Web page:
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A cost-driven view of cloud data storage

Cloud storage costs can be a blow to an enterprise's cloud adoption plans. These strategies can help you line up storage options to your advantage.

The high cost of cloud data storage can crush an enterprise's business case for public cloud. Some enterprises report they can buy a hard drive for the same cost as monthly cloud storage and usage fees. Meanwhile Microsoft and Google give away gigabytes in their SkyDrive and Google Drive services for free. Cloud consumers may find it difficult to make sense of price discrepancies. To get the whole picture, look at exactly what you get when you buy cloud storage.

Disk capacity alone is relatively inexpensive, particularly on a large scale. You can purchase an external hard drive with a terabyte of space for a little more than $100, for example. If you imagine a large server with 100 TB of capacity, you could store 10 GB for 10,000 end users on one server -- providing, of course, that their I/O activity is limited.

On the other hand, a single user with 10 GB of storage and a high transaction rate could easily consume an entire server or load up the cloud provider's data center switch and storage area network (SAN). And cloud data storage costs will be higher when data is accessed regularly, particularly when accessed from outside the cloud.

Data usage charges reflect the cost burden placed on the cloud admin for that usage. Enterprises report that access to cloud data forces them to expand connection speeds to avoid congestion. This, in turn, increases network costs.

Cloud customers need help managing data costs, and four strategies have emerged to help solve this cost dilemma.

Cloud data storage costs will be higher when data is accessed regularly, particularly when accessed from outside the cloud.
  1. Explore hierarchies of data storage and use. When designing an application and its relationship to data, explore the idea of creating a storage hierarchy. While in-memory data caching may seem foolish in the cloud, it's possible that reducing the rate of data access by keeping most-accessed elements in memory can reduce costs. Research how uniting different classes of cloud storage into a hierarchy -- from real-time to archived -- can affect data pricing.
  2. Consider on-premises Storage as a Service to support cloud applications. While block or file system I/O between on-premises resources and the cloud isn't likely to be cost effective or have smooth performance, it may be practical to store data on-premises and expose it in the form of an RDBMS query-level interface (DBaaS) to cloud-hosted applications. This can eliminate costs for cloud data and help cloud-hosted applications access on-premise data more quickly, allowing enterprises to migrate more applications to the cloud. This strategy is most effective when a large database is queried to produce a relatively small result set.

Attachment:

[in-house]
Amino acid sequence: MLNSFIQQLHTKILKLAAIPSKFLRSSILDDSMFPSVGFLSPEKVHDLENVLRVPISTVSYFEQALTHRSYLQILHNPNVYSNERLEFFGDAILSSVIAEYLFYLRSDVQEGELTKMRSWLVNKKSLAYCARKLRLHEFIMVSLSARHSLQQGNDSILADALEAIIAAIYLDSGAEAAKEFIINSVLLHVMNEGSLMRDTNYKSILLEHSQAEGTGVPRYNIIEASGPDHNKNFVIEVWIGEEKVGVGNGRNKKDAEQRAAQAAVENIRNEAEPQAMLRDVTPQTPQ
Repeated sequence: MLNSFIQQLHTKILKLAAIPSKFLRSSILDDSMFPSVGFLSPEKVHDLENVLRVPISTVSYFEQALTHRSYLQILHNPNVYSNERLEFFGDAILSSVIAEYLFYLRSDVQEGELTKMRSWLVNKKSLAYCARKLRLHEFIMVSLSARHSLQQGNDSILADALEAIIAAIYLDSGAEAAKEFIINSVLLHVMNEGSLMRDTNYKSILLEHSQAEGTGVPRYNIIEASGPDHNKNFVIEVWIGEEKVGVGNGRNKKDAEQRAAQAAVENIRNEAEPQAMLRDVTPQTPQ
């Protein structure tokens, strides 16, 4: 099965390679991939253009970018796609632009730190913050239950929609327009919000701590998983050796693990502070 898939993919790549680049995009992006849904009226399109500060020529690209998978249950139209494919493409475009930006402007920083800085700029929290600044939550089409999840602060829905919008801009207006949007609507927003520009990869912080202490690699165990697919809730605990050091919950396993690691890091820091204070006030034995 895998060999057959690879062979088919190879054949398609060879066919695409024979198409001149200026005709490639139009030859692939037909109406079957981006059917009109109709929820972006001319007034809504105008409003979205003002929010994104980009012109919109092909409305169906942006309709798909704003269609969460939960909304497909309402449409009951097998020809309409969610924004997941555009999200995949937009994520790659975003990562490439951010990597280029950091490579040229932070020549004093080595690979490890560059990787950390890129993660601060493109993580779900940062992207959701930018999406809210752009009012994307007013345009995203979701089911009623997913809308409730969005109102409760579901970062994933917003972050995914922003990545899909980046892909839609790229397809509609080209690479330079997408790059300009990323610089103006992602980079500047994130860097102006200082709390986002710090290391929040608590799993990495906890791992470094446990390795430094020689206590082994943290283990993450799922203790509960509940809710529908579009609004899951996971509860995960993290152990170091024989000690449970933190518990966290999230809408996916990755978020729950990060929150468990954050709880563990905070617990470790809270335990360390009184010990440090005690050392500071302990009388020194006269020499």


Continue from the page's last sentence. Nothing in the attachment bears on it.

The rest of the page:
3. Use summary or abstracted databases for cloud data storage. Cloud analytics, in particular, can often operate on summary data rather than business/transactional detail files. Looking at product sales by store rather than looking at register details can reduce the number of records by several orders of magnitude. And that can reduce data storage costs.

    Business-critical applications are the most complicated to deploy in the cloud, because they often use large databases to record transactions. In retail-industry applications, for example, these databases involve constantly changing inventory. While many enterprises deploy Web front ends of business-critical applications in the cloud, they look to cloud backup for the application component. In this case, the key to controlling data costs may be to create a multi-stage application.

    Consider Web retail systems, for example. These systems usually generate the majority of transactions for a small number of items. If the front end is set up with a "deposit" of available items that represent a quantity fewer than the quantity actually available, the company can safely accept orders without checking inventory. This keeps inventory items off cloud storage. And since an enterprise will incur a charge each time it accesses a cloud storage database, this system will save money.

    Applications can then send updates to the on-premises database on a regular basis to receive an additional "allotment" from which they can withdraw when orders are placed. This will allow most orders to be processed -- even if the data center is temporarily down. A similar process of caching data can be used for other online activities that involve inventory and similarly save an enterprise money.
  4. Keep backup copies. Consider keeping a copy of some data on an inexpensive backup site and then "restore" it to more expensive cloud storage when needed. The data will not be available during the restoration, but an outage will have minimal affect. For databases with lower levels of activity, this strategy may be ideal to manage costs while retaining an off-site option for processing in the event of a data center failure.

As cloud computing changes all aspects of IT planning, so too will database software and architectures change. Enterprises must focus on how these changes impact not only their virtual resources and private clouds, but also their public cloud choices and pricing. Storing data in the cloud will never be as inexpensive as storing it on a portable hard drive, but taking advantage of technology advances will likely give buyers the best cost and the highest return on investment for the cloud.

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